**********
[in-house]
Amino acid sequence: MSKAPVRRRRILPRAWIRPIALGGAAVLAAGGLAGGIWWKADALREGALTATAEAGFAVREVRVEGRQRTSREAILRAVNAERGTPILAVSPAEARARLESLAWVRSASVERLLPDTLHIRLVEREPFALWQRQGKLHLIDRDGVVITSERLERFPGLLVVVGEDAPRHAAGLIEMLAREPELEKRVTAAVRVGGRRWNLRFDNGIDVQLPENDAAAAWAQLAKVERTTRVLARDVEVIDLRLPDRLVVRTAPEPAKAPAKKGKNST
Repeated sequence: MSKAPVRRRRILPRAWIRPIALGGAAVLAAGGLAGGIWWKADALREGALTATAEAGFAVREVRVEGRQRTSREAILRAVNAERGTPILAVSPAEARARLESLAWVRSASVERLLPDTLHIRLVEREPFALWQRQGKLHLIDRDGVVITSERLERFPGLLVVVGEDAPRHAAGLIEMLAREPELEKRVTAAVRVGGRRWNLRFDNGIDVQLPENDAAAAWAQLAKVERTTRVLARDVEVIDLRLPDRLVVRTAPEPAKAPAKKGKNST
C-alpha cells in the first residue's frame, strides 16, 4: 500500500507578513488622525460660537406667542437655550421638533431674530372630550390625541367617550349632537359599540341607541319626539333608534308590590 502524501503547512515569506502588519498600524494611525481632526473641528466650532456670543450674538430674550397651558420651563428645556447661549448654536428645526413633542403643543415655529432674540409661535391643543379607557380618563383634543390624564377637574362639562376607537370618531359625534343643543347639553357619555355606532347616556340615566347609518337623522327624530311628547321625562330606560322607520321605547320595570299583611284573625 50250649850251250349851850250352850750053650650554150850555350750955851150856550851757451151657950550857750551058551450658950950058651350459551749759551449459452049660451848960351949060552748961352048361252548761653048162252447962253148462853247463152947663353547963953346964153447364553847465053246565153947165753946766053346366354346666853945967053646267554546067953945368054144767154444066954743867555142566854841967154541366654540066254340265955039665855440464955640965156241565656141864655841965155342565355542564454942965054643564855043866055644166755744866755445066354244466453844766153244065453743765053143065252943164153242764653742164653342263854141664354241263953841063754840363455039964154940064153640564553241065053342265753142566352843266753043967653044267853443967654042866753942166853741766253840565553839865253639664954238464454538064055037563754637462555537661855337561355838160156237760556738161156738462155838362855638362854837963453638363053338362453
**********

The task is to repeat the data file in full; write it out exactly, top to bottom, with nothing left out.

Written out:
[in-house]
Amino acid sequence: MSKAPVRRRRILPRAWIRPIALGGAAVLAAGGLAGGIWWKADALREGALTATAEAGFAVREVRVEGRQRTSREAILRAVNAERGTPILAVSPAEARARLESLAWVRSASVERLLPDTLHIRLVEREPFALWQRQGKLHLIDRDGVVITSERLERFPGLLVVVGEDAPRHAAGLIEMLAREPELEKRVTAAVRVGGRRWNLRFDNGIDVQLPENDAAAAWAQLAKVERTTRVLARDVEVIDLRLPDRLVVRTAPEPAKAPAKKGKNST
Repeated sequence: MSKAPVRRRRILPRAWIRPIALGGAAVLAAGGLAGGIWWKADALREGALTATAEAGFAVREVRVEGRQRTSREAILRAVNAERGTPILAVSPAEARARLESLAWVRSASVERLLPDTLHIRLVEREPFALWQRQGKLHLIDRDGVVITSERLERFPGLLVVVGEDAPRHAAGLIEMLAREPELEKRVTAAVRVGGRRWNLRFDNGIDVQLPENDAAAAWAQLAKVERTTRVLARDVEVIDLRLPDRLVVRTAPEPAKAPAKKGKNST
C-alpha cells in the first residue's frame, strides 16, 4: 500500500507578513488622525460660537406667542437655550421638533431674530372630550390625541367617550349632537359599540341607541319626539333608534308590590 502524501503547512515569506502588519498600524494611525481632526473641528466650532456670543450674538430674550397651558420651563428645556447661549448654536428645526413633542403643543415655529432674540409661535391643543379607557380618563383634543390624564377637574362639562376607537370618531359625534343643543347639553357619555355606532347616556340615566347609518337623522327624530311628547321625562330606560322607520321605547320595570299583611284573625 50250649850251250349851850250352850750053650650554150850555350750955851150856550851757451151657950550857750551058551450658950950058651350459551749759551449459452049660451848960351949060552748961352048361252548761653048162252447962253148462853247463152947663353547963953346964153447364553847465053246565153947165753946766053346366354346666853945967053646267554546067953945368054144767154444066954743867555142566854841967154541366654540066254340265955039665855440464955640965156241565656141864655841965155342565355542564454942965054643564855043866055644166755744866755445066354244466453844766153244065453743765053143065252943164153242764653742164653342263854141664354241263953841063754840363455039964154940064153640564553241065053342265753142566352843266753043967653044267853443967654042866753942166853741766253840565553839865253639664954238464454538064055037563754637462555537661855337561355838160156237760556738161156738462155838362855638362854837963453638363053338362453